Tuesday, February 2, 2010


Starting out with pleasant creative writing. I was enjoying being in Grafton and starting on Joseph Gibson's Navajo Lake cabin. I stopped and leaned back in my chair. My family is almost convinced that when in that position I am still working.

Felt I needed to know more about the genesis of the lake's name. Certainly, the Paiute Indians that lived there in 1863 didn't call it Navajo Lake. The Navajo were their enemies. Navajo raiders would kidnap Paiute women and children and sell them as slaves to the Mexicans. Research reavealed the Paiute name was "Pacuay", or Cloud Lake.

This is one of those times when the research took on a life of its own. What began as a simple search for a Paiute word became much more.
The genesis:
1. Original name of the lake from the Paiutes is "Pacuay", "Cloud Lake" translated into english.
2. Settlers changed the name to Navajo Lake due to a skirmish between pioneer cattlemen and Navajos that had wandered into the area and were stealing cattle.
3. No more historical facts about the skirmish, so in my mind, the cattlemen were Gibson finding a better place to graze their cattle in the summer than in the summer heat of the Valley around Grafton.
4. Found a commercial lodge on Navajo Lake and contacted the owner.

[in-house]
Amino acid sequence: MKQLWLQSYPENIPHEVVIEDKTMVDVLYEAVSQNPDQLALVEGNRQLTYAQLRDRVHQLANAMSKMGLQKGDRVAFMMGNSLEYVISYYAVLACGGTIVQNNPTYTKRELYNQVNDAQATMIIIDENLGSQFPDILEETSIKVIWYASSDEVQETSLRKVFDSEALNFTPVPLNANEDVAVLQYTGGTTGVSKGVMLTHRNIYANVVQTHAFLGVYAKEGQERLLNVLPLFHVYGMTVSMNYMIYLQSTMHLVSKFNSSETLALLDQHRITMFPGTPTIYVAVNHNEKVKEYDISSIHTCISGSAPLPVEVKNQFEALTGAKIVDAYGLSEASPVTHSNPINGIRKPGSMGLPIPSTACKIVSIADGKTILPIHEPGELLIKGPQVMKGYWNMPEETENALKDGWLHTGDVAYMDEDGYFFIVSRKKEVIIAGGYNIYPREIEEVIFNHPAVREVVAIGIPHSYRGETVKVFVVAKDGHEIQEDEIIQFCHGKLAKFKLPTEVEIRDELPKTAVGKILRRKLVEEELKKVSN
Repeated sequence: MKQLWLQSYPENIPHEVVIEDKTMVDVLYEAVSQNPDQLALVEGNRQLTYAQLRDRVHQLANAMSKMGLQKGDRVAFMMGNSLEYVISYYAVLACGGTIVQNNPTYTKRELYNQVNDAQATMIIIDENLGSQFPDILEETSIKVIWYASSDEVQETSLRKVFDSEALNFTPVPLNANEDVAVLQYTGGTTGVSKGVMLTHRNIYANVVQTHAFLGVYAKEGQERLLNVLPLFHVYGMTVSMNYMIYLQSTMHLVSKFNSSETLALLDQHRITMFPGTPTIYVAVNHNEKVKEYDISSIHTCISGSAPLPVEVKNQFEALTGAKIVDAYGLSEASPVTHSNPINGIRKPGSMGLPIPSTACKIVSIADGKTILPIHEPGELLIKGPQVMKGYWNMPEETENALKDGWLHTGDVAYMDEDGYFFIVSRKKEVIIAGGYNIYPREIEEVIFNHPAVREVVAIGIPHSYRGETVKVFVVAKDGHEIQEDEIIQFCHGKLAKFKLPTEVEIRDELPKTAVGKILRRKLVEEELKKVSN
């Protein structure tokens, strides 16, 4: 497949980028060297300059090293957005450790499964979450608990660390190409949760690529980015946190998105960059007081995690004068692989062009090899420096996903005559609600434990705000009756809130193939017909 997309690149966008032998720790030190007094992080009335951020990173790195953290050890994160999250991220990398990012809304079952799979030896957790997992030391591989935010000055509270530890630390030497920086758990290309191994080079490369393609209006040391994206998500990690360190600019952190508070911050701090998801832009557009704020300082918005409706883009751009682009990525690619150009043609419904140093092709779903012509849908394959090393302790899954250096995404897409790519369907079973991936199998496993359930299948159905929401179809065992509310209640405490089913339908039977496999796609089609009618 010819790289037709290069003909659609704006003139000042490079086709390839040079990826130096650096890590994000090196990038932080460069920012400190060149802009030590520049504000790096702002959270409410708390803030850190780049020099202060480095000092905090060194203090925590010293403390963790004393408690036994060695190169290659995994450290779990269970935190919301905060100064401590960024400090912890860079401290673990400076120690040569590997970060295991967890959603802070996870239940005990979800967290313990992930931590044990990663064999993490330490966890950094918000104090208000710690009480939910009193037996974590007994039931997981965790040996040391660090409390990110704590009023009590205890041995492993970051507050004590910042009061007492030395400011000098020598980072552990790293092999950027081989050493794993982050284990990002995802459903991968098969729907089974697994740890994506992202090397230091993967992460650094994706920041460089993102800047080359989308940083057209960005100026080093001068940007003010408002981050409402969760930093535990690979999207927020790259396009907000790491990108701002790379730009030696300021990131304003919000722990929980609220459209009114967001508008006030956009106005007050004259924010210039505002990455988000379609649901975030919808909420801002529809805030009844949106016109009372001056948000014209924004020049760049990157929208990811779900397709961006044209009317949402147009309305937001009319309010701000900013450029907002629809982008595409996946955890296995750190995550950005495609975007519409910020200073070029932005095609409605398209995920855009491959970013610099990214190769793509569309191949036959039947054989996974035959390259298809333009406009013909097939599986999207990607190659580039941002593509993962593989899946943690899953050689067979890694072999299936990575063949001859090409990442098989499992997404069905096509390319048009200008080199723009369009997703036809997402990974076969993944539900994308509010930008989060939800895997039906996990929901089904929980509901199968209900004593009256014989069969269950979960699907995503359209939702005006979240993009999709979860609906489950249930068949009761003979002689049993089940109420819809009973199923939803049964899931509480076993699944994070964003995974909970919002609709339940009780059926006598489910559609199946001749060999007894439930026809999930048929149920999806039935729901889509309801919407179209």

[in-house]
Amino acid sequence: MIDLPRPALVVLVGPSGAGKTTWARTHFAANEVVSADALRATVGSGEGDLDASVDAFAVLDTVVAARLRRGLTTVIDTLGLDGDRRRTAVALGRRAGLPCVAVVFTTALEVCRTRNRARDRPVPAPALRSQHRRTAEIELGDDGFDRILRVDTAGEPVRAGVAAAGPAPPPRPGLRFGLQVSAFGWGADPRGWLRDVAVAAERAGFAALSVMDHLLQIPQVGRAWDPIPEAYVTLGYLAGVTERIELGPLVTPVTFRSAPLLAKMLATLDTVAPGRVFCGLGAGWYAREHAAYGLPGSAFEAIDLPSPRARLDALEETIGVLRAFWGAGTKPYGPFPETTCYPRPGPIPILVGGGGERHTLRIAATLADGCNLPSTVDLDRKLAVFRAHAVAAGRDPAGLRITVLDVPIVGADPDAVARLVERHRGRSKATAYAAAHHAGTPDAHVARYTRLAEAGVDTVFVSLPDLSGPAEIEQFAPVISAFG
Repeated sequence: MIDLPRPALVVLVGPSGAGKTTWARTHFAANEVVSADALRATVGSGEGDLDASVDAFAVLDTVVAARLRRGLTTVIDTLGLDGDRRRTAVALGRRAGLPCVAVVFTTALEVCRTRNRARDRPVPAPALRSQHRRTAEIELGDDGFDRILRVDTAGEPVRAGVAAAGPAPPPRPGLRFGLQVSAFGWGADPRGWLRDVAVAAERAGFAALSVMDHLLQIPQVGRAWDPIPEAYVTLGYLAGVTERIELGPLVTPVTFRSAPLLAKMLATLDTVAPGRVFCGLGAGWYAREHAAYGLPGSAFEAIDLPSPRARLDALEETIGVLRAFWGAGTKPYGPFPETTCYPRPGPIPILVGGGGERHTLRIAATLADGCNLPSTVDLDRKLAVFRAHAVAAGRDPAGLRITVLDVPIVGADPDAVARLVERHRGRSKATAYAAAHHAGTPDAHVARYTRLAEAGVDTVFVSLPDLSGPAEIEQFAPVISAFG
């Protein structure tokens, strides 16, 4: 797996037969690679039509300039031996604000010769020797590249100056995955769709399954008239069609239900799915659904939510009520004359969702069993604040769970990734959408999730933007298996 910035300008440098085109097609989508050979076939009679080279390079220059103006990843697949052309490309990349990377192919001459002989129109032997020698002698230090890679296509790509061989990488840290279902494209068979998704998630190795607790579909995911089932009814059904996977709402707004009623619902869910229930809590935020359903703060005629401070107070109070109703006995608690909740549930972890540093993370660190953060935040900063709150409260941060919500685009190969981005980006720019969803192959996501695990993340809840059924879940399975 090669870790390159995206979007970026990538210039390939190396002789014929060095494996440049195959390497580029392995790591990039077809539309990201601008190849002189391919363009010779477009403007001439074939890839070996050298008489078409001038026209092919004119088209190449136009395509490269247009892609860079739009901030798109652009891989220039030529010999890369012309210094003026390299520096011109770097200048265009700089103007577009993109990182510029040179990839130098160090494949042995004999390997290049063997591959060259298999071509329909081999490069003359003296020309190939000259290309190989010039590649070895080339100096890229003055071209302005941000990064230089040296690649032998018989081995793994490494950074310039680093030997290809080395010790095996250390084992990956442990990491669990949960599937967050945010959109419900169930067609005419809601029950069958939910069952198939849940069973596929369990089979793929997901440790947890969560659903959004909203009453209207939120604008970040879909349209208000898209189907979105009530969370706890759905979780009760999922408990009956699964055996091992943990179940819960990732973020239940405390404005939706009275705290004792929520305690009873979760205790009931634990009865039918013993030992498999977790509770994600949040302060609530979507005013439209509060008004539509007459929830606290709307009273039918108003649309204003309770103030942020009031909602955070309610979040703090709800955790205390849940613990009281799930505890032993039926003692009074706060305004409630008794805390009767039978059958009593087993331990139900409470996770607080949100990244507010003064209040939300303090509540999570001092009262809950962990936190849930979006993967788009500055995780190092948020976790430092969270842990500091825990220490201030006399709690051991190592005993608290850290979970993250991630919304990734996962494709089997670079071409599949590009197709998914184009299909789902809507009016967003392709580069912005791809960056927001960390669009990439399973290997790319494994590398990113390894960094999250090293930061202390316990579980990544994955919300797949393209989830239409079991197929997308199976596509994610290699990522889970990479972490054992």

5. He told me about the temperatures and snowfall at various times of the year.
6. He calls me back to tell me of an out of print book about the lodge and Navajo Lake written in 1931 by the lodge's builder (1925), Dr. Atkin ("The Doc Atkin Story"). He finds artifacts in the dirt of his meadow every time he ventures out there and digs around a little.
7. I call him back to ask about trails from Navajo Lake to the Virgin River Valley and Grafton. Says there is a forest service/national park trail (North Rim Trail) that leaves the lodge and takes two days to get to Rockville. There is also a rough road that leaves from the lodge and goes to Rockville after a two hour drive. For my purposes, the trail that is presently there follows an old Indian trail that Joseph's Indian guide uses to take Joseph to Navajo Lake the first time. It is good enough to travel on foot or riding/leading horses and pack mules. The road will have been built in the track of the road that the Gibsons cut to take a wagon to the lake in one day instead of traveling many miles out of the way to get to the lake from Cedar City, taking three days.
8. Now to get it all in the book!!!!!

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